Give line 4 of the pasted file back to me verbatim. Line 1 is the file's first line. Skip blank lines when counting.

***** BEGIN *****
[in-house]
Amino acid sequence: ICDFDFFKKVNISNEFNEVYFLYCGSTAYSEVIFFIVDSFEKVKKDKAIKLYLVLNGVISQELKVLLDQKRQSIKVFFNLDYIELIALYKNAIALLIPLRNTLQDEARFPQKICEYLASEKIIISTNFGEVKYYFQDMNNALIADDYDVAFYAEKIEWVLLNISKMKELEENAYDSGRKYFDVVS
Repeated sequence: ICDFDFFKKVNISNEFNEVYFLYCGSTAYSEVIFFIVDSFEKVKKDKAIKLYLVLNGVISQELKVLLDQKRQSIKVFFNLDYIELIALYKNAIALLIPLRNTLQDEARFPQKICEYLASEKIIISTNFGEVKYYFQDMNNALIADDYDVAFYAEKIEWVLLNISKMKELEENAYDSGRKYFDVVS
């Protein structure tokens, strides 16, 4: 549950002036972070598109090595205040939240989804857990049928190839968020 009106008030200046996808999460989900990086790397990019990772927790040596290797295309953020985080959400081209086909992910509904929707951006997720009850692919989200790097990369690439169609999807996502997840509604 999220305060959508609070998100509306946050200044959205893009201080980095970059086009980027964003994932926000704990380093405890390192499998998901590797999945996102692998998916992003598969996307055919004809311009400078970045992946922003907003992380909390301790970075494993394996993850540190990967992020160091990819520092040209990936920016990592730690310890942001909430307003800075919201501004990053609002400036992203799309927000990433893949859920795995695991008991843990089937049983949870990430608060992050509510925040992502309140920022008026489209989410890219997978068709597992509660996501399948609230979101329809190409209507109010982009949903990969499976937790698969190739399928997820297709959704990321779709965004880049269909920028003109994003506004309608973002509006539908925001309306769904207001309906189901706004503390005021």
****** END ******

């Protein structure tokens, strides 16, 4: 549950002036972070598109090595205040939240989804857990049928190839968020 009106008030200046996808999460989900990086790397990019990772927790040596290797295309953020985080959400081209086909992910509904929707951006997720009850692919989200790097990369690439169609999807996502997840509604 999220305060959508609070998100509306946050200044959205893009201080980095970059086009980027964003994932926000704990380093405890390192499998998901590797999945996102692998998916992003598969996307055919004809311009400078970045992946922003907003992380909390301790970075494993394996993850540190990967992020160091990819520092040209990936920016990592730690310890942001909430307003800075919201501004990053609002400036992203799309927000990433893949859920795995695991008991843990089937049983949870990430608060992050509510925040992502309140920022008026489209989410890219997978068709597992509660996501399948609230979101329809190409209507109010982009949903990969499976937790698969190739399928997820297709959704990321779709965004880049269909920028003109994003506004309608973002509006539908925001309306769904207001309906189901706004503390005021």